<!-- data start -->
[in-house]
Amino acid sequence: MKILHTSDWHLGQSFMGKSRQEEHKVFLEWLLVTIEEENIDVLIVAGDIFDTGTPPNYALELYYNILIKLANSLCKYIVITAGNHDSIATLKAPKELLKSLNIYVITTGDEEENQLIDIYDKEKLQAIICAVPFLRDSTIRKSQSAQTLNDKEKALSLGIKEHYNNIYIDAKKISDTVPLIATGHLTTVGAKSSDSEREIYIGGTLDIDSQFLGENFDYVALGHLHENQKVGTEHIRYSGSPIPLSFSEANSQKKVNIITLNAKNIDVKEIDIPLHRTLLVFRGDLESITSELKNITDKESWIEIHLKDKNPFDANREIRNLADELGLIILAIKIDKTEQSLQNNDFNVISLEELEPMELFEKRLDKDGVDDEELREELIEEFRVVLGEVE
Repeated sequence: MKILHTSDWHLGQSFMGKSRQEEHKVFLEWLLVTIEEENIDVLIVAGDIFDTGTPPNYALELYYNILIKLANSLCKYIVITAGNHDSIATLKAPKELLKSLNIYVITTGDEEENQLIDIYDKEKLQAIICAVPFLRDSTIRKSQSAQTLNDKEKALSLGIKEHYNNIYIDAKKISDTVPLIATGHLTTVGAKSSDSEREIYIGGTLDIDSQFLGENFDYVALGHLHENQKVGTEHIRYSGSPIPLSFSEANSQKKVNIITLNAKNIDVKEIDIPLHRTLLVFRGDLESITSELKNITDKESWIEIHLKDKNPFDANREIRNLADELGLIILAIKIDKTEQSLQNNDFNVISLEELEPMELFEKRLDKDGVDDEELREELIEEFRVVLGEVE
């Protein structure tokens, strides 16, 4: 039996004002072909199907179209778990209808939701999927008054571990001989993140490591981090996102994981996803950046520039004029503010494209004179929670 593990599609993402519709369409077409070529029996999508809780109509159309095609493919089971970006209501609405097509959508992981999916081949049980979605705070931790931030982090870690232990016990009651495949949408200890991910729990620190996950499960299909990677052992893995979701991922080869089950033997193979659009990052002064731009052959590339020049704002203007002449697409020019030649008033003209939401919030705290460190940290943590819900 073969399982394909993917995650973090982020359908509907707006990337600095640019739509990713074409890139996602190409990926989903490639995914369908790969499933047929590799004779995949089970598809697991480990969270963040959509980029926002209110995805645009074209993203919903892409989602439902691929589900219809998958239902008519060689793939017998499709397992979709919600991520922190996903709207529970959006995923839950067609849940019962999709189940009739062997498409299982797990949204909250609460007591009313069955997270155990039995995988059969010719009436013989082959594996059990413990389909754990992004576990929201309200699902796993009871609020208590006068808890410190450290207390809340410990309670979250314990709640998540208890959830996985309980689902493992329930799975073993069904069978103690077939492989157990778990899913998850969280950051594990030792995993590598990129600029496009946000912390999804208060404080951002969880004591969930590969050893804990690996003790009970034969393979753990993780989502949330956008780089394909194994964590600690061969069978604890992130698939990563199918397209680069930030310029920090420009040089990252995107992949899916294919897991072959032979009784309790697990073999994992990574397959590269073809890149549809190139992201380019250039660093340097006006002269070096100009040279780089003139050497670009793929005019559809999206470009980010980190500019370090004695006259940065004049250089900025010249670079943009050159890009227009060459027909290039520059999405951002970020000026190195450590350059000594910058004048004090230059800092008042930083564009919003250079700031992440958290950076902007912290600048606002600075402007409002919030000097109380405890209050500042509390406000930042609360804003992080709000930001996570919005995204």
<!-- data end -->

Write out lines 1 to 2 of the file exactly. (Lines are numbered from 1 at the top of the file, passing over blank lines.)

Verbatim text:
[in-house]
Amino acid sequence: MKILHTSDWHLGQSFMGKSRQEEHKVFLEWLLVTIEEENIDVLIVAGDIFDTGTPPNYALELYYNILIKLANSLCKYIVITAGNHDSIATLKAPKELLKSLNIYVITTGDEEENQLIDIYDKEKLQAIICAVPFLRDSTIRKSQSAQTLNDKEKALSLGIKEHYNNIYIDAKKISDTVPLIATGHLTTVGAKSSDSEREIYIGGTLDIDSQFLGENFDYVALGHLHENQKVGTEHIRYSGSPIPLSFSEANSQKKVNIITLNAKNIDVKEIDIPLHRTLLVFRGDLESITSELKNITDKESWIEIHLKDKNPFDANREIRNLADELGLIILAIKIDKTEQSLQNNDFNVISLEELEPMELFEKRLDKDGVDDEELREELIEEFRVVLGEVE